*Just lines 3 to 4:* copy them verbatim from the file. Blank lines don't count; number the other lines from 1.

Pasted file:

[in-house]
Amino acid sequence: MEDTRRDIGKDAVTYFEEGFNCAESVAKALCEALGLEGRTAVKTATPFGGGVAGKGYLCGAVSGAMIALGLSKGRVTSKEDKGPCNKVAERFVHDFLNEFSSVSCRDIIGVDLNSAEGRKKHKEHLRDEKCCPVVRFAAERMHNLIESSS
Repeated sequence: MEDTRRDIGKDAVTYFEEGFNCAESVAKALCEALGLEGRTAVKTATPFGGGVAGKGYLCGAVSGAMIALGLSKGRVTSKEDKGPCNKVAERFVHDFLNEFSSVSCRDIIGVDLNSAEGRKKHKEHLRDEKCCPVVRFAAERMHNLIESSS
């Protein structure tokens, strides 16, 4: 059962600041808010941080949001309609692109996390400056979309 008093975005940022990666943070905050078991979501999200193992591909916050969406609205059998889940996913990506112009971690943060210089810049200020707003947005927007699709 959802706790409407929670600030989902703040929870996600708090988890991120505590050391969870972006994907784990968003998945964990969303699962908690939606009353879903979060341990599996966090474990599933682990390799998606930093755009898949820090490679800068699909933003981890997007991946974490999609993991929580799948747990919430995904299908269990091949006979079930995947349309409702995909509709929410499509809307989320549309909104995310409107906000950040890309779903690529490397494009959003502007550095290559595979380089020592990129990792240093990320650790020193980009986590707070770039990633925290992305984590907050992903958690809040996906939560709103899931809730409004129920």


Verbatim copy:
Repeated sequence: MEDTRRDIGKDAVTYFEEGFNCAESVAKALCEALGLEGRTAVKTATPFGGGVAGKGYLCGAVSGAMIALGLSKGRVTSKEDKGPCNKVAERFVHDFLNEFSSVSCRDIIGVDLNSAEGRKKHKEHLRDEKCCPVVRFAAERMHNLIESSS
């Protein structure tokens, strides 16, 4: 059962600041808010941080949001309609692109996390400056979309 008093975005940022990666943070905050078991979501999200193992591909916050969406609205059998889940996913990506112009971690943060210089810049200020707003947005927007699709 959802706790409407929670600030989902703040929870996600708090988890991120505590050391969870972006994907784990968003998945964990969303699962908690939606009353879903979060341990599996966090474990599933682990390799998606930093755009898949820090490679800068699909933003981890997007991946974490999609993991929580799948747990919430995904299908269990091949006979079930995947349309409702995909509709929410499509809307989320549309909104995310409107906000950040890309779903690529490397494009959003502007550095290559595979380089020592990129990792240093990320650790020193980009986590707070770039990633925290992305984590907050992903958690809040996906939560709103899931809730409004129920």